Lowndes County and Valdosta history: origins of the old boys

If we want good clean industry for jobs for local people, we need good clean local government, too. Why do our local government bodies hide when they discuss public goods like waste disposal, try to avoid stating public positions on issues, and fail to publish minutes of elected bodies?

A little reading in local histories of the area or talking to people who were involved even a generation or two back indicates that Lowndes County has always been a cliquish sort of place, mostly run by old boys, for reasons that made some sense in the early days (lack of resources, mainly), but doesn’t so much anymore in these days of I-75 and I-10, airport, railroads that still go everywhere, Moody AFB, VSU as a regional university, technical and community colleges, two hospitals and medical industry, TitleTown, Grand Bay WMA, Wild Adventures, and south Georgia sunshine we can export to Atlanta and points north.

Here are a few books about the old days, all available in local libraries and possibly in local bookstores:

  • Valdosta and Lowndes County: A Ray in the Sunbelt by Louis Schmier, Valdosta and Lowndes County Chamber of Commerce, 1988.
    Easy read, lots of pictures, and much useful information. If you want one book to read to get the picture, this is it, with everything from the County Commission going into debt to feed people during the Great Depression to the role of television in the local civil rights movement. It directly discusses the old boy networks of the old days. Yes, I’m praising a Chamber of Commerce publication, because this one is good.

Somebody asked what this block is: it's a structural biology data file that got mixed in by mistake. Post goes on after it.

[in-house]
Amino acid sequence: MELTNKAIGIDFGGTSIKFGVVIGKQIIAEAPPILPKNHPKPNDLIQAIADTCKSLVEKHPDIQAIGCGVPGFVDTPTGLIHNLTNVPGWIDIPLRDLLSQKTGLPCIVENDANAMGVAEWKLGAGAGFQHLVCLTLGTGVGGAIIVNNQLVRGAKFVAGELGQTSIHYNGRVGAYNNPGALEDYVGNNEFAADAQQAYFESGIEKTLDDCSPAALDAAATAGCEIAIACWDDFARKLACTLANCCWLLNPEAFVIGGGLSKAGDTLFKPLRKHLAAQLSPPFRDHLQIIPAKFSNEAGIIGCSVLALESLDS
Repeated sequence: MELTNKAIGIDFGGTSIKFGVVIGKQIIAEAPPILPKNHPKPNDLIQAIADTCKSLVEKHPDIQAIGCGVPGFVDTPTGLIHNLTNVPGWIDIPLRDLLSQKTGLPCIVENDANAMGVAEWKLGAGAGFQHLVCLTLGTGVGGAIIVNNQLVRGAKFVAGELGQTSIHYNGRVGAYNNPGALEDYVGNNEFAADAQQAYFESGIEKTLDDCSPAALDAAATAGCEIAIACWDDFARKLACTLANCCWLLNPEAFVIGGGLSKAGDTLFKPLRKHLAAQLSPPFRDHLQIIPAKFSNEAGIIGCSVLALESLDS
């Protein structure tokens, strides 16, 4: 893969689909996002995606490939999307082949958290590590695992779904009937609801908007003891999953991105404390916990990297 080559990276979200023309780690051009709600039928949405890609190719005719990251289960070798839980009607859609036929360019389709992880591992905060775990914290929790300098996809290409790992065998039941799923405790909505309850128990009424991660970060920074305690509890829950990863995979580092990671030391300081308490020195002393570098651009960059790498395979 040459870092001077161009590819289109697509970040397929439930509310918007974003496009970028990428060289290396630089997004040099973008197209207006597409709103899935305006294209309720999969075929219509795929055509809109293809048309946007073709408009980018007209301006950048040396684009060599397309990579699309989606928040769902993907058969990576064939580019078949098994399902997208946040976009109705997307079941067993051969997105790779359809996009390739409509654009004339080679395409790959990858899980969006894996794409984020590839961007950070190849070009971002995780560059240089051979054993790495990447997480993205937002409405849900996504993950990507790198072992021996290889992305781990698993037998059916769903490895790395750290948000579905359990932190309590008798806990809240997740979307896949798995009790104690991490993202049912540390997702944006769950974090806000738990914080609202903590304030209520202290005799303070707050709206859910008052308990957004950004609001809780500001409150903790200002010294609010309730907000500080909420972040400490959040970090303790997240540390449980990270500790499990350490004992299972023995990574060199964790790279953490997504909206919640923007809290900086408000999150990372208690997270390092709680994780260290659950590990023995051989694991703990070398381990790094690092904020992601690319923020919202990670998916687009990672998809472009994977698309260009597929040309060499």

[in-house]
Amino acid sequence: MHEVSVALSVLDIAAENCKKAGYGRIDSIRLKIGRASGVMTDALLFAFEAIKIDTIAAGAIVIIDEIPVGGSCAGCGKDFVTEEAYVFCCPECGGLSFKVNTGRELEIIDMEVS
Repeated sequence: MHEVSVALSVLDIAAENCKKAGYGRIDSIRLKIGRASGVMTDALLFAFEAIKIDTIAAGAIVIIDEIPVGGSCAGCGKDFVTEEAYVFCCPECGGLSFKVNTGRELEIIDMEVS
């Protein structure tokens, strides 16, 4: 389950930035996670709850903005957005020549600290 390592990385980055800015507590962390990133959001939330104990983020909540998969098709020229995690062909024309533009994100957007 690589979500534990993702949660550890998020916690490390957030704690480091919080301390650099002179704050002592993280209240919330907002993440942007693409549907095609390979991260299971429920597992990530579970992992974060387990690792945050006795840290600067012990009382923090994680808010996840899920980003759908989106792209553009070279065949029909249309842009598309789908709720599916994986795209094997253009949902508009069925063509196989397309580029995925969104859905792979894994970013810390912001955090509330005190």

• Pines and Pioneers: A History of Lowndes County, Georgia, 1825-1900, Jane Shelton, Cherokee Publishing Company, 5/1/1976, 308 pages, ISBN-13: 9780877970347
    Gone with the Wind it’s not, but lots of solid information in there.
  • Valdosta, Georgia (Images of America Series), by Michael O. Holt.
    Pictures with a little bit of text.
  • Lowndes County, Georgia (Images of America Series) by Joseph A. Tomberlin, Lowndes County Historical Society Staff
    Pictures with a little bit of text.
Those last two help show that the county is not the same as the city.

Only a generation ago, the general understanding was that a couple of local families said frog and all the local elected bodies hopped. Nowadays I’m told by some in the know that it’s a bit more broad-based than that.

Unfortunately, some of the slightly more broad-based old boys have hooked up with a source of top-down autocracy in DC: ALEC. That’s where the pushes for private prisons, charter schools, school consolidation, and some other shadowy things we’ve been shining a light on have been coming from, sprayed like pesticides around here and as far as the statehouse by certain of our state- and nationally-prominent newer old boys.

Fortunately, as we’ve also seen recently, the old boys are no longer monolithic, and have disagreed about matters including biomass, school consolidation, and the private prison. Maybe diversity of opinion is gaining a foothold. Maybe local activism is having some effect even if some of our appointed bodies’ employees deny it. (Sorry; I’m still chuckling about that one.)

If we want to attract knowledge-based jobs and workers and educate our own youth for such jobs, we also need more open government. Nobody wants to locate a high-tech clean industry in a place where the old boys are likely to dump a private prison or a biomass plant next to it. How about solar panels at the exits from I-75, on Valdosta City Hall, on the county palace, and on the warehouses in Hahira?

Public criticism of local government is a cost of being a place where good industry wants to be. That’s one reason they call it public service.